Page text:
Putting any smoke into the body is a foreign to the body thing to do. Minimalizing that risk with higher standards of purity would be ideal.

  • Olmanriver, you articulated that very clearly! Thank you.

  • It had never occurred to me that there could be a test for all the bad things that are possible. What a great and good idea. A home test would be wonderful and I can see it in the future now.

  • Bunny, a home test would be wonderful especially if it picked up on pesticides. It might be a few years out there though. The tests these guys run is about $100 per time!

  • I have a friend who’s dying in Detroit and using MMJ. It’s the only thing giving him an appetite, though his weight’s already dropped over a hundred pounds. To think of anything but the most benign substances going into his already taxed system is intolerable.

    Humboldt Medical Supply in Arcata has very rigid guidelines for their “clean, green” certification of the MMJ they provide to patients. This definition outlines the standards for growing, processing, handling, storing, transpoting, packaging, labeling and distributing;their stuff is third-party tested, by whom I’m not sure.

    Curiously, Kym, HMS is a proponent of indoor growing techniques because the environment is so much more controllable (“clean”) compared to the presumably dirty outdoor world (bird droppings, bugs and dust seem to be the contaminants of concern). I also have someone very near and dear to me who treats a neurological disorder with the ingestion of one fresh leaf a day: another argument for the benefit of having year-round production, I suppose.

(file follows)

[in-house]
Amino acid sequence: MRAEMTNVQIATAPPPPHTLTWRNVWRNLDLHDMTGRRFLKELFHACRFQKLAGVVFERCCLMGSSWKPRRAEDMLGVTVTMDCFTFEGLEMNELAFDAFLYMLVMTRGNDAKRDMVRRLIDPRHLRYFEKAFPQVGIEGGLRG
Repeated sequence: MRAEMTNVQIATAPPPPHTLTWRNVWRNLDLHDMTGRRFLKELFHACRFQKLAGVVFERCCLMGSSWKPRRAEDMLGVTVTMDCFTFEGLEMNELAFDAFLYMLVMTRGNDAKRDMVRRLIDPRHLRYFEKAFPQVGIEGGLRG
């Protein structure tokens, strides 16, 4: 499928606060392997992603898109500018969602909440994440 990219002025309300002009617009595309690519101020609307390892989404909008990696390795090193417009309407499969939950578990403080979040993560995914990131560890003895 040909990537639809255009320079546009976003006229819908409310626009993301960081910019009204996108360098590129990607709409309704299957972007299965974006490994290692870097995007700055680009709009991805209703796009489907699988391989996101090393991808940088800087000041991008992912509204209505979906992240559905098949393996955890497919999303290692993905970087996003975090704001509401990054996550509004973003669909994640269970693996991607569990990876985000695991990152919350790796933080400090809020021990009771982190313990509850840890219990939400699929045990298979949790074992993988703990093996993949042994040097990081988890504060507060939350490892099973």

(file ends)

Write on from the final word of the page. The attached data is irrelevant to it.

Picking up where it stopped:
• The year round production in order to provide the fresh leaves is reasonable (though deprivaters have been used with great success I understand). However, I can’t understand how outdoor pot could be a problem but outdoor tomatoes perfectly healthy?

  • An interview with Eric Heimstadt would answer your question. He references some study in the Netherlands that revealed e. coli or something.

  • I like the testing idea. There are far too many greedy growers who will try to hide their product’s problems just to sell it down the road. Spraying of harmeful pesticides late in the cycle and various mold issues are very common, but most growers find it nearly impossible to cut their losses instead of just lowering their prices. Who knows what health problems their product is causing to it’s end user (where ever and whom ever they may be).

    I’m not sure about the e.coli thing in the soil. How would that be smoked? Even if it was, the flame would kill it. I didn’t think e.coli could just waft into the bud from the air, but what do I know.

    BTW – I have heard from quite a few friends over the years about getting sick from smoking certain buds. They all have attributed it to mold, pesticides, and too much chemical fertilizer.

  • Vegemite, I’ve heard that also about some pot making people feel sickly so a test sounds great to me, too!